How can anyone take an organization seriously when one article says Boyle’s preparation for the Commonwealth Games trials “suffered a setback” when “she fell ill during altitude training” then claims “no major illness” at the altitude camp had affected their “very valuable – preparation.” I may not be the brightest light bulb in the store, but I’m struggling to put those two claims together.

Then Boyle makes a very strange claim. She says, “I have to get some really hard work in a competitive environment,”

But hold on a second. I thought the whole reason for having a Millennium Institute; the justification given by Miskimmin for having centralized canoeing, rowing, cycling, triathlon and swimming was the have “the best competing against the best.” The SNZ website tells me clearly that Lauren Boyle’s home pool was built, “To provide a sustainable high performance environment that systematically produces world class performances.” I may have got it wrong, but I thought Boyle was at the multi-million dollar Millennium Institute so she could, “get some really hard work in a competitive environment,” But no, it seems New Zealand’s best and most experienced swimmer has had to go to Spain to find what Miskimmin’s dream cannot provide in Auckland.

My confusion over the content of this SNZ report intensified when I read this next comment. “I’ve trained with the Spanish group before and that link has allowed me to hook up with Fred Vergnoux, a coach that I admire.” Of course it is possible to admire several coaches. For example, I’m sure Boyle has many good memories of her Cal coach, Teri McKeever. However Boyle’s comment could be interpreted as meaning she has more in common with a coach in Spain than with David Lyles, the Head Coach of the Miskimmin swim school. If that is the case, if Lauren Boyle has decided she gets on better with Vergnoux and can train better in his team, that should come as a surprise to no one. Much of the Swimwatch case against centralization in swimming is based on the almost impossible odds of one coach being all things to all swimmers. Perhaps Boyle has detected that and is in the process of doing something about it. If that is the case, I suspect her decision is a good one.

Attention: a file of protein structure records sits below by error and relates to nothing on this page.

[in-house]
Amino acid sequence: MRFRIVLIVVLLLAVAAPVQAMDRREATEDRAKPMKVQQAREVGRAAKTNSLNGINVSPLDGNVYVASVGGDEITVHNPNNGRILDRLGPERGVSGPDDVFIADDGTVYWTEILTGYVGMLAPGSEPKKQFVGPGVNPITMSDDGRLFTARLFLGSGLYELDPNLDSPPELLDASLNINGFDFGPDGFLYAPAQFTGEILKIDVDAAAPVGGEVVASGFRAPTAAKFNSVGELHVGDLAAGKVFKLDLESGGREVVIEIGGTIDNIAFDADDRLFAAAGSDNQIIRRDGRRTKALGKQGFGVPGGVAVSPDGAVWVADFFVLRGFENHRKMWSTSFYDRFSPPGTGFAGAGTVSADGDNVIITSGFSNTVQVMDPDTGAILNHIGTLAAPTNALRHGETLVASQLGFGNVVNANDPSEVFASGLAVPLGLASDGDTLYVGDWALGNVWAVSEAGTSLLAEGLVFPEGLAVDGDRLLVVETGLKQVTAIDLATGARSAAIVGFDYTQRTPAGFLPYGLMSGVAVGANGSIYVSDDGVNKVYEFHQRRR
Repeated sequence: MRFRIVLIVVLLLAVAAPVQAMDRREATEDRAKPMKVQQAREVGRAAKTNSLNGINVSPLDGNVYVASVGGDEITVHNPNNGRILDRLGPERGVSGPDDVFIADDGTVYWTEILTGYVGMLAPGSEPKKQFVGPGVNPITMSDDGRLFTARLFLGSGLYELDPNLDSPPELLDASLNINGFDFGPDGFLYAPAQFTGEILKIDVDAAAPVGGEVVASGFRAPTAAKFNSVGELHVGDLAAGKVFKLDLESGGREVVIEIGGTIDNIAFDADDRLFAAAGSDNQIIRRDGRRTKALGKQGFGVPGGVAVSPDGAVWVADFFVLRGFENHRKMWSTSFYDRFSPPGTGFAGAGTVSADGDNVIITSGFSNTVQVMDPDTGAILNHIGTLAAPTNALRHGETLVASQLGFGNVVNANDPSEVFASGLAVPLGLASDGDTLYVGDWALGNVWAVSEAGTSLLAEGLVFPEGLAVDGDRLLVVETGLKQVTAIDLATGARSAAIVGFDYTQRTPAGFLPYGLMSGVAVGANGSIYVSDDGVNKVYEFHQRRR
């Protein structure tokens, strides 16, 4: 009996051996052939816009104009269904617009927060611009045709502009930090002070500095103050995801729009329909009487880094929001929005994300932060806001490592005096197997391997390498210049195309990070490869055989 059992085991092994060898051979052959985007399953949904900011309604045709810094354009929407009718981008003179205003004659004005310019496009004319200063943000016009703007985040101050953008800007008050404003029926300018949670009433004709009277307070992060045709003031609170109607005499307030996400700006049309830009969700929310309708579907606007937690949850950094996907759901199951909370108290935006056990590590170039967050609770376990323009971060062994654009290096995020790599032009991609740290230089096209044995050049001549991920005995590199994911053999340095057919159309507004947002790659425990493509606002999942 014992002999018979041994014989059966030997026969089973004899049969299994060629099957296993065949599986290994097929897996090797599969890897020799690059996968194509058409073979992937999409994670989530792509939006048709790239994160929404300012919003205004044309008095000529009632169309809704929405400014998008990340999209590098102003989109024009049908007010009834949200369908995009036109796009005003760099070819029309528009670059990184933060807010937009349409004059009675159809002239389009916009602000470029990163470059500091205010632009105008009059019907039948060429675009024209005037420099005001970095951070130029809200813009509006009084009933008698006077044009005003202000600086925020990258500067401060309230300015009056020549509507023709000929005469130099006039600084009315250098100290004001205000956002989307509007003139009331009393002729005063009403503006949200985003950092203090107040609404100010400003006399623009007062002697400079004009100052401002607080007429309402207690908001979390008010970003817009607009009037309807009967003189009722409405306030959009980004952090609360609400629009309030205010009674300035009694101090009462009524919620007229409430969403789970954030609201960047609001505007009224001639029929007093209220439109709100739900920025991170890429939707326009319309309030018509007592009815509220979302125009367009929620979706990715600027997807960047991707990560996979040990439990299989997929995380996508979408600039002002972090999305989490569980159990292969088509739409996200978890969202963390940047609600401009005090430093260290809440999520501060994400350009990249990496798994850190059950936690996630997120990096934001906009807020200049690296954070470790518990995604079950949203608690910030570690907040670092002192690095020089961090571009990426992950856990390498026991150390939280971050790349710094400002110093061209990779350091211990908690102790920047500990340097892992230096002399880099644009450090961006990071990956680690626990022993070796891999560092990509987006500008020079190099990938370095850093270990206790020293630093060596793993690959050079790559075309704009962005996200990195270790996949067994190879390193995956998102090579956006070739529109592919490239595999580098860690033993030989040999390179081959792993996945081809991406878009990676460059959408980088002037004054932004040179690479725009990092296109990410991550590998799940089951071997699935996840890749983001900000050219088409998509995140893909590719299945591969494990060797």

But better than that, perhaps Miskimmin’s centralized dream for swimming is beginning to unravel again. Certainly the time Boyle has spent training around the world is beginning to mean that if she was good enough to break a world record tomorrow it would be very difficult for Miskimmin or anyone else to claim the coaching credit. I suspect the acclaim for that would rest on Boyle’s able shoulders alone.

  • Ringing Battersby

    Diversity of swim options is essential. South Africa’s relay team of Athens that won gold all swam at different US Colleges. Russian trials last week had four swimmers under 49 seconds, all train off shore in the U.S. Or Italy. These countries also have their fair share of home coached success. At least by Boyle Snyders etc going overseas they still seem to be supported by SNZ and not suffer any vindictive repercussions. Pls. You forget to mention the fifth individual qualifier from millennium, Tabitha Bauman in the Canadian Comm Games team.